(CNN) -- Actor Edward Norton has been in the spotlight for more than 15 years. But what some fans might not know about him is his work off-camera -- helping raise hundreds of millions of dollars for charitable projects over the course of his career.
For Norton, giving back has always been a passion -- so much so that he recently helped create what he calls the "Facebook of philanthropy."
The website is called "Crowdrise" (www.crowdrise.com) and the goal behind it is to make charitable giving fun. Norton and his friends saw an opportunity to change how people give online.
"We were very frustrated by what we saw out there. Everything out there was just ... we called it 'use and drop,'" Norton said. "It was just a button where you can donate and really nothing more, and we wanted to communicate more than that."
Crowdrise is a fundraising web platform that's also a community.
"This is the platform where you plant a flag and say this is who I am, as defined by what do I care about? What am I passionate about? What causes do I support?" Norton said. "It can be anything. We don't try to suggest to you what you ought to care about. We're just saying, find your own way."
Within minutes, anyone can create a page, start a fundraiser and ask for donations from friends, family and strangers.
"Look, you've got a generation of people coming along who are going to form their own new relationship with the idea of supporting the causes that they care about or changing the world," Norton said. "And these people are not going to do it the way our parents do it."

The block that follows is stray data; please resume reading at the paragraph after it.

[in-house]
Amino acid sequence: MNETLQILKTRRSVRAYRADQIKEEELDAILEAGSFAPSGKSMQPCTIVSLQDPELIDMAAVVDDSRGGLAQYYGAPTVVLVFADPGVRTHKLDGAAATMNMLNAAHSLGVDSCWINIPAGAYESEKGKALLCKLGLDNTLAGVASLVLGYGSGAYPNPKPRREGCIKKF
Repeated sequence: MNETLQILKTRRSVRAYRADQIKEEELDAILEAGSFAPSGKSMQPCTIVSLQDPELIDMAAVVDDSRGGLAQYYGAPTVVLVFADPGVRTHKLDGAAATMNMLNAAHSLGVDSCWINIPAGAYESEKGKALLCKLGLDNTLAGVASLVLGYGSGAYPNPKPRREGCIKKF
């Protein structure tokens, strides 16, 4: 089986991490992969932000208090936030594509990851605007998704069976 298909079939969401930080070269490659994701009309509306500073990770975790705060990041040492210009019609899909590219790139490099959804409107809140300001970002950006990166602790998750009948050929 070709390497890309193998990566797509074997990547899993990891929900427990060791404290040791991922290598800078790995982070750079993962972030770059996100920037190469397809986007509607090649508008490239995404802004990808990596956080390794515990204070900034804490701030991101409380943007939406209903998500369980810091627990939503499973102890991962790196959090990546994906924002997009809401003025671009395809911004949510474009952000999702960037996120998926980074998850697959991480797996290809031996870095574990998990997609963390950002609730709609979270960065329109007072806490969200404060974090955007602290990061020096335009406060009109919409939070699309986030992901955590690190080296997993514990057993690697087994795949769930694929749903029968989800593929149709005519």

Norton is mindful to also make Crowdrise fun, adding a gaming aspect to the site. Members can earn points and win prizes.
"If you don't give back, no one will like you. That is our core philosophy. We're a bunch of dorks," Norton said.
The actor has enlisted the help of his famous friends, who are creating profiles on Crowdrise. Will Ferrell, for example, is raising money for cancer survivors.
"You can win a bottle of Will's suntan lotion for a donation to his site," Norton said.
The dream is to revolutionize giving, one web page at a time.
"I think we really feel like Crowdrise could be something that, 20 years from now, people take for granted because that's just how you do it, like if you're going to raise money for something, that's how you do it," Norton said.
"In the beginning, we said this like it was a pipe dream, but now I actually think it's going to happen."